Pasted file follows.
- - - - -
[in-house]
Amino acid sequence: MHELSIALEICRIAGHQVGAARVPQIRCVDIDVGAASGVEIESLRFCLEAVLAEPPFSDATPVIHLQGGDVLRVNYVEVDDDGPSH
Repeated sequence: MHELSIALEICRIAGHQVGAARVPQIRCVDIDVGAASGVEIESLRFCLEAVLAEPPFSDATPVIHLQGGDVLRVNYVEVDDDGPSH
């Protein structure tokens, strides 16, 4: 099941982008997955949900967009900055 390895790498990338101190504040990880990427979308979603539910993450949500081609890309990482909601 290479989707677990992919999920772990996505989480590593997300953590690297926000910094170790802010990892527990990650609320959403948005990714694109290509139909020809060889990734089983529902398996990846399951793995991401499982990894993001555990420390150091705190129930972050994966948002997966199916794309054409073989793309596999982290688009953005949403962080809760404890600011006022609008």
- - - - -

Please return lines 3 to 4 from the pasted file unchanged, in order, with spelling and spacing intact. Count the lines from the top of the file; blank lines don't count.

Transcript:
Repeated sequence: MHELSIALEICRIAGHQVGAARVPQIRCVDIDVGAASGVEIESLRFCLEAVLAEPPFSDATPVIHLQGGDVLRVNYVEVDDDGPSH
């Protein structure tokens, strides 16, 4: 099941982008997955949900967009900055 390895790498990338101190504040990880990427979308979603539910993450949500081609890309990482909601 290479989707677990992919999920772990996505989480590593997300953590690297926000910094170790802010990892527990990650609320959403948005990714694109290509139909020809060889990734089983529902398996990846399951793995991401499982990894993001555990420390150091705190129930972050994966948002997966199916794309054409073989793309596999982290688009953005949403962080809760404890600011006022609008």